For the chefs at Nu Urban Cafe, quality is their number-one concern. To that end, they try to refrain from cooking with frozen or canned veggies, preferring to import seasonal and fresh produce whenever possible. Their sauces, marinades, and dressings are made from scratch, using high-quality ingredients. When fashioning one of the café's handmade desserts, chefs mix in real butter, quality vanilla and chocolate, and real eggs, known to be more flavorful and less metallic than ones laid by robotic chickens. This devotion to detail lends a crisp, fresh flavor to servings of glazed baby back ribs, thyme-seasoned red snapper, and apple-smothered pork chops.
The Lulu is a French pastry made up of delicate pate-choux dough filled with rich French cream, and Charlie Tola learned to love Lulus in a few short months. First, he learned how to make them at one of the very first pastry shops that ever hired him. Shortly thereafter, he met his future wife, Luisa, and decided to nickname her after the sweet delight—a name that continued with their first daughter. So it only makes sense that when Tola opened his own shop in 1999, he named it Lulu’s Bakery. There, he artfully arranges his confections in glass display cases, allowing customers to eye up the biscotti, black-and-white cookies, cannoli, fruit tarts, eclairs, brownies, cupcakes, and 24 types of butter cookies before they make up their minds. To his traditional bakery repertoire—which, of course, also includes the lulu—the baker has now added special occasion cakes. Using icing as his medium, Tola has turned traditional cake bases into a slot machine, a handbag, a fire truck, and a bottle of champagne, which was soon used to christen a gingerbread yacht.
Japanese recipes and culinary techniques heavily influence the menu at Sho Japanese & Asian Fusion Restaurant, but the chefs refuse to play favorites by incorporating Thai and Chinese elements into their dishes as well. Szechuan peppercorns, lemongrass, or red curry lend a variety of pan-Asian flavors to the seared orders of steak and shrimp. The sushi selection also goes beyond traditional california rolls to feature specialty maki with innovative cores of jalapeño, steamed lobster, or hand-polished macadamia nuts.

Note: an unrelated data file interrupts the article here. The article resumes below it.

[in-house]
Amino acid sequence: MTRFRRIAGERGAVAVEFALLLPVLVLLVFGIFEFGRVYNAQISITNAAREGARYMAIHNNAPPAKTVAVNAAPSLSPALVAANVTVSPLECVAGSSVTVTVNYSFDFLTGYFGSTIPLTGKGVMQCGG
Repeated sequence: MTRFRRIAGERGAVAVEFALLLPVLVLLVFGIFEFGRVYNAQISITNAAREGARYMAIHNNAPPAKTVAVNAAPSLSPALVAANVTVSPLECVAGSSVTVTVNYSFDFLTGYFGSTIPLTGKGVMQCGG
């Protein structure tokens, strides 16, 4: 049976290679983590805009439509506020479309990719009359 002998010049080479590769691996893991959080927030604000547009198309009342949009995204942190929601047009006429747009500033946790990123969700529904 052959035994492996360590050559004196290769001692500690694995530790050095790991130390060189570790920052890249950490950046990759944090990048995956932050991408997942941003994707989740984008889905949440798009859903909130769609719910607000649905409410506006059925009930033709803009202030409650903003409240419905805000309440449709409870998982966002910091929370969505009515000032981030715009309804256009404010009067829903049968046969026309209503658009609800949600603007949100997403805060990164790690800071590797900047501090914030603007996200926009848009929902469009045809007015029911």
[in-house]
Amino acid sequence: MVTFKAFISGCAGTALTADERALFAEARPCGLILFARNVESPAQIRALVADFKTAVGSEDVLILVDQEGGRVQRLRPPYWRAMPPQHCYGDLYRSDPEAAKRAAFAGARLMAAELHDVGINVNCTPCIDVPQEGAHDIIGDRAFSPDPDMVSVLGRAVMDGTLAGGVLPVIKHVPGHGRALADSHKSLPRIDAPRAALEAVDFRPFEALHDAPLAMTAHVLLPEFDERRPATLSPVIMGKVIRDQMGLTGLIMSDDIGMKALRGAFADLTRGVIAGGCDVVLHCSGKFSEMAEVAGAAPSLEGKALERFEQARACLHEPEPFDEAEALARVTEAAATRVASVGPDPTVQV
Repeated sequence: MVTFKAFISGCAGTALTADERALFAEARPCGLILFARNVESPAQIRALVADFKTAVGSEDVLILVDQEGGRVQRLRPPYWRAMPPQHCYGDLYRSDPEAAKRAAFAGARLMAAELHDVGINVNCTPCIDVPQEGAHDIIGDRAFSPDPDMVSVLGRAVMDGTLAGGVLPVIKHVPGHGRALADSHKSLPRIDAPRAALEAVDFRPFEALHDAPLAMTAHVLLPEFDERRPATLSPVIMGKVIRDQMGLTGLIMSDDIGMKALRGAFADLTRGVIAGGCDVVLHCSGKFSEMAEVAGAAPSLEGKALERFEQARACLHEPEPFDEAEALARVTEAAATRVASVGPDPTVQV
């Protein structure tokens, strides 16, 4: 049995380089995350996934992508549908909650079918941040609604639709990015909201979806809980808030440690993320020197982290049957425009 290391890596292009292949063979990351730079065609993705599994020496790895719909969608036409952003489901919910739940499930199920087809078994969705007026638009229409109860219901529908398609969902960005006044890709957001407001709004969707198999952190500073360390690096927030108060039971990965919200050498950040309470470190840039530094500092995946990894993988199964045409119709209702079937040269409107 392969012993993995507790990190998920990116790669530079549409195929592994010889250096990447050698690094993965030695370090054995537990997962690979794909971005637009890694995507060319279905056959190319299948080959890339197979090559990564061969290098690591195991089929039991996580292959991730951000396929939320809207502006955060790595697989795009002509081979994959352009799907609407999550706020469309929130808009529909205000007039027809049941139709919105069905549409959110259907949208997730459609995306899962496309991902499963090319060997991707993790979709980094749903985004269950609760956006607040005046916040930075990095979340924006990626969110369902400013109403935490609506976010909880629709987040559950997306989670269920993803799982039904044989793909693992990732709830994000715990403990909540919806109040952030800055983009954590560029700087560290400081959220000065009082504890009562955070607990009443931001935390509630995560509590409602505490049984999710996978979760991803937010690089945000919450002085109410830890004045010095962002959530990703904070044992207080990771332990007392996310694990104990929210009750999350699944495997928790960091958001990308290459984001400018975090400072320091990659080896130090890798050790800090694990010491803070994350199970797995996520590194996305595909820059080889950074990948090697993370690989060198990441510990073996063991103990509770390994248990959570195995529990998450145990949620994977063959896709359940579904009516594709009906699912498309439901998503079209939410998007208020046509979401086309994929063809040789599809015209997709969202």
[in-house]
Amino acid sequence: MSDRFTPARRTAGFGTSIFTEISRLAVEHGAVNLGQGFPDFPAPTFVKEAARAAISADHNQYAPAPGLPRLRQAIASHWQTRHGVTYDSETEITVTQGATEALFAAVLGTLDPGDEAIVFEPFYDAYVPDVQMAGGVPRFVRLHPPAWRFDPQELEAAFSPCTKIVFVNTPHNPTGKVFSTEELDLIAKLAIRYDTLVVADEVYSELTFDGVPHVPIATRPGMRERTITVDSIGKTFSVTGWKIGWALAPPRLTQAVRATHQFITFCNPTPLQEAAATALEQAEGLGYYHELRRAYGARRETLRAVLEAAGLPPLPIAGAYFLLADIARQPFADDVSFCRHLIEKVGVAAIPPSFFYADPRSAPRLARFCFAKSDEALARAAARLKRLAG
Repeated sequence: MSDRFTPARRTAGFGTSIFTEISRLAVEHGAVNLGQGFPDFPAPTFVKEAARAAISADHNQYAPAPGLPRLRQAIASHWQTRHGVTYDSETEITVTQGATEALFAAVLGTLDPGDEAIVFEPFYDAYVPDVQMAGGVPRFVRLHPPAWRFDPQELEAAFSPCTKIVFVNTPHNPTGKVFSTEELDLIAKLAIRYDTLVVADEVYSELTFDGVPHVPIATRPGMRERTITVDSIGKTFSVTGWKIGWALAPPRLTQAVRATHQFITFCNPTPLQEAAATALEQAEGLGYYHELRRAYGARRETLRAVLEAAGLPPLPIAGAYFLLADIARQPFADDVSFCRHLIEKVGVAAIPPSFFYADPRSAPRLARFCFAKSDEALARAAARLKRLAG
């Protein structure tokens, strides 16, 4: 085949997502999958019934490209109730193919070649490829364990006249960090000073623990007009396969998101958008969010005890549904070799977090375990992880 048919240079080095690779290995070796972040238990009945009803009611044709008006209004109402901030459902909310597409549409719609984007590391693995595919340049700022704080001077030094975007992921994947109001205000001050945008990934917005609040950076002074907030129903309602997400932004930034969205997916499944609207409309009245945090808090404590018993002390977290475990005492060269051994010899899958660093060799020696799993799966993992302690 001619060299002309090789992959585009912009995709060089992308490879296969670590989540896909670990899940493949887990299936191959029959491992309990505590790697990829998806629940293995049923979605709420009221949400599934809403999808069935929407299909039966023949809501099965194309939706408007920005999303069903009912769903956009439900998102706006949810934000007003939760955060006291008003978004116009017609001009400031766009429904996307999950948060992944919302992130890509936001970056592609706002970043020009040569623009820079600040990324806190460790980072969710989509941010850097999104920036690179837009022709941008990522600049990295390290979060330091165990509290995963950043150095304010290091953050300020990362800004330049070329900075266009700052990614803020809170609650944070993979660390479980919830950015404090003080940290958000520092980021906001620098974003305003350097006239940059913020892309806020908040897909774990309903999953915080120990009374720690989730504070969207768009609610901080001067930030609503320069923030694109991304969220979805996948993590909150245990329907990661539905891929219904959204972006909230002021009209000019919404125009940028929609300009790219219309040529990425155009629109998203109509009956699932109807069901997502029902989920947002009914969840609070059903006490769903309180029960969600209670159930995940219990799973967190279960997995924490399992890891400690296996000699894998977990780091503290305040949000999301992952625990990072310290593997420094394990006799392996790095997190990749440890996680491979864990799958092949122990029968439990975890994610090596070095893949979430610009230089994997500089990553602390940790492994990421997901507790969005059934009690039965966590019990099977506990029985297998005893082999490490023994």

The Bagel Factory's industrious bakers kettle-cook fresh, hand-rolled bagels each morning, providing solid foundations for rich cream cheeses. The menu's avalanching array of regular bagel varieties includes cinnamon raisin, whole wheat, garlic, egg, and pumpernickel, great for silencing tummies' grumbles and garage-band practices. In addition to preparing an array of freshly baked pastries and desserts, the kitchen staffers sandwich Boar’s Head meats and cheeses between bookends of bagel, roll, or panini bread slices. They also provide lighter options such as build-your-own salads, which come topped with the customer’s choice of meat, dressing, and toppings.
When he cofounded his first sandwich shop in 1965, 17-year-old Fred DeLuca planned to use his profits to pay his way through medical school. But the combination of quality ingredients and friendly service at the shop—then called Pete's Subway—proved so popular that nine years later, he and his partner found themselves in charge of 16 locations across Connecticut, and Fred left behind his doctoring plans for a career in business.
Today, Subway restaurants number over 34,000 around the world—almost as many shops as there are sightings of Elvis buying cold cuts. At each location, staffers pile sliced ham, marinara-slathered meatballs, and other fillings into halved loaves of bread before customizing handhelds with tomatoes, shredded lettuce, and other healthy toppings plucked from chilled containers behind the counter. Salads free crisp veggies from bread's overprotective embrace, and crunchy baked chips or apple slices accompany entrees to tables. Subway's website also facilitates health-conscious eating by listing each item's nutrition information and fastest mile time online.